Globalization is the flow of goods and services, capital, and knowledge across countries. Globalization enhances the economic interdependence among countries and organizations across countries. The increasing interdependence among countries, companies, and even individuals across country borders has decreased the influence that a national government can have on its economy.
The interdependency of country economies across the world became exceedingly clear in the most recent financial and economic crisis. The crisis began in the United States and spread to many other countries. Recently, increasing globalization has dramatically changed the competitive landscape for everyone. For example, when coupled with new technology, especially in information systems, small firms now have access to markets and resources in other countries. This has allowed them to compete effectively with larger and often more established firms. Additionally, even firms from less-developed economies can better compete in international markets.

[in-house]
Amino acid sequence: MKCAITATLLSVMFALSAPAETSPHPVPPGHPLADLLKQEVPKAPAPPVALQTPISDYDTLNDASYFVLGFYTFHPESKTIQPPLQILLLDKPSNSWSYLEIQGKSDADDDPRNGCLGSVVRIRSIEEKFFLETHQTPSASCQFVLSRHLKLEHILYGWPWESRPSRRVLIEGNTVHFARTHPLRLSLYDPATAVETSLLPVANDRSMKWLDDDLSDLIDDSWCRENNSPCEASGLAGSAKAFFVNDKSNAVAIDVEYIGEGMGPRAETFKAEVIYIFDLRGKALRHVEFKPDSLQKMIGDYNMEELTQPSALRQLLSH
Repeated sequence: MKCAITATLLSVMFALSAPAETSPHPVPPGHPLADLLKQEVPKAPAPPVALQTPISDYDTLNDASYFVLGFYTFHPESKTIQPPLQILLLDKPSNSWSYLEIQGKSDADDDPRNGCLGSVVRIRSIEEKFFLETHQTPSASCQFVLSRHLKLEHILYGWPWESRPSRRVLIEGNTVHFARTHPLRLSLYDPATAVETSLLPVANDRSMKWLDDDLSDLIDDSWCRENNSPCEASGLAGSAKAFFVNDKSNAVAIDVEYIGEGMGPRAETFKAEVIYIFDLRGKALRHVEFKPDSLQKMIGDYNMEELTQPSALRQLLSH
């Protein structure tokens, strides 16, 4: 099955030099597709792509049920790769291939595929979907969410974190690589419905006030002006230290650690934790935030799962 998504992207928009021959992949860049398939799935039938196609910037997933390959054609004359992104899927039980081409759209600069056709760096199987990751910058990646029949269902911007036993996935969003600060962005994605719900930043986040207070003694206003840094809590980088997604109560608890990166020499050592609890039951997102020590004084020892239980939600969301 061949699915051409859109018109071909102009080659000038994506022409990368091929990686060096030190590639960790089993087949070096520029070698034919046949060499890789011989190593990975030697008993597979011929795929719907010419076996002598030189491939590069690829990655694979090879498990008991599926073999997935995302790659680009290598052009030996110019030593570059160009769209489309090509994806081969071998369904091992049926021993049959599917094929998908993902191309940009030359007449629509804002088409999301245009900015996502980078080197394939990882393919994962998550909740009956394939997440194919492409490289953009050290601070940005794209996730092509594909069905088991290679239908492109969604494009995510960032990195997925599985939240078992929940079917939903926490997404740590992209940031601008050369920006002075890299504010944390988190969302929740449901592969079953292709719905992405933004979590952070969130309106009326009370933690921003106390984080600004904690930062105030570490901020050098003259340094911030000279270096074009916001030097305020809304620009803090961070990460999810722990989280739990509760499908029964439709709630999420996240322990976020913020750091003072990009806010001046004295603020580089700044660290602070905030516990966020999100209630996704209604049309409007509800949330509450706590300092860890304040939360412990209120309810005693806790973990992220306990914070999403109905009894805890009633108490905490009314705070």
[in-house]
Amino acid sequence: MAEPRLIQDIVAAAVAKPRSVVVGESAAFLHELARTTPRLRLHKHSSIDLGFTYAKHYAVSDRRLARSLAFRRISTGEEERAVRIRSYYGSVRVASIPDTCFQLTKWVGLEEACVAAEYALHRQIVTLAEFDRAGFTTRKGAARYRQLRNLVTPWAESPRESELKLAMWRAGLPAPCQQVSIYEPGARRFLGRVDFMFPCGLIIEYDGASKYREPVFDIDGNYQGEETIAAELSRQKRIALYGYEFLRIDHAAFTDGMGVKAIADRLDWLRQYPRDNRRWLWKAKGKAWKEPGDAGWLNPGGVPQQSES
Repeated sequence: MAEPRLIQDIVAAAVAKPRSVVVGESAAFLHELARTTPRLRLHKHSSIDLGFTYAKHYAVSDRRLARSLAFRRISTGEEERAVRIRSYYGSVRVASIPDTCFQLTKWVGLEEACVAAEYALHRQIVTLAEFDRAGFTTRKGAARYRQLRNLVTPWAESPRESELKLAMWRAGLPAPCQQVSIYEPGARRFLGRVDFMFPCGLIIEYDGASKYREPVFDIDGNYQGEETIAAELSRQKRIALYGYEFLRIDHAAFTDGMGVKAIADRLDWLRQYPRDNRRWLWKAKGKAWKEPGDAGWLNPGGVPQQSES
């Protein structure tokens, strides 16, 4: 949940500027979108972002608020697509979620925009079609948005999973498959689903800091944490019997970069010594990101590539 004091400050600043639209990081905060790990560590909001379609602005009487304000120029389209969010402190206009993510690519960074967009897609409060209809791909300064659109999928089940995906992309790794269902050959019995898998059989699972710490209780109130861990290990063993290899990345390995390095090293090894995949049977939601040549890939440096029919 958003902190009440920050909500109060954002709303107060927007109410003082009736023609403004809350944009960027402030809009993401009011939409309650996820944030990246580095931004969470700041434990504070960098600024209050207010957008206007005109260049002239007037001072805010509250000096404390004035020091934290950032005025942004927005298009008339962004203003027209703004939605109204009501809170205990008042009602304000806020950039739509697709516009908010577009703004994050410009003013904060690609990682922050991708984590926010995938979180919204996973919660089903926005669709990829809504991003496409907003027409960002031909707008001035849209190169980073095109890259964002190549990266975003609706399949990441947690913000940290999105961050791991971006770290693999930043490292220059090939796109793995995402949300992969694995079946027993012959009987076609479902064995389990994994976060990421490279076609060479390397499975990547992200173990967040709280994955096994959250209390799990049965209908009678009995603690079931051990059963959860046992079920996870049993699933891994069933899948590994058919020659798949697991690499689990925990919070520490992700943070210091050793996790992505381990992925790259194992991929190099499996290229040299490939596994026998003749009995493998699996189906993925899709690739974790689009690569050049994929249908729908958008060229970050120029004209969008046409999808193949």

Globalization has gone beyond the point where small and large companies have moved into international markets. Today, even individuals are collaborating (and competing) on a global basis. Regardless of a country’s origin, increased globalization has made all of us “next-door neighbors”—and competitors.
India and China are predicted to be major players in the global economy over the next 30 to 40 years. Some have claimed that, by the year 2040, the combined economies of Brazil, China, India, and Russia are likely to outstrip the total economies of what are currently the 6 largest economies: Canada, France, Germany, Japan, the United Kingdom, and the United States.
The globalization’s reach has become longer through the development of technology that allows a person in a small country like Bhutan to become an international celebrity through a photo posted on Facebook. And, partly because of the changes in the world, Bhutan has also undergone major changes in the first decade of the 21st century. For example, it introduced a new constitution in 2005 and had its first parliamentary voting in 2008.
Globalization has both positive and negative effects on most countries. It provides opportunities for companies to expand and grow by entering new foreign markets. It can also improve a country’s economic development. Yet, competition from foreign firms entering a country’s home market can harm local companies. Some of the questions about China relate to its effect on U.S.–based firms and their U.S.–based employees. For example, competition in United States markets from Chinese firms has seriously harmed U.S. furniture and textile firms.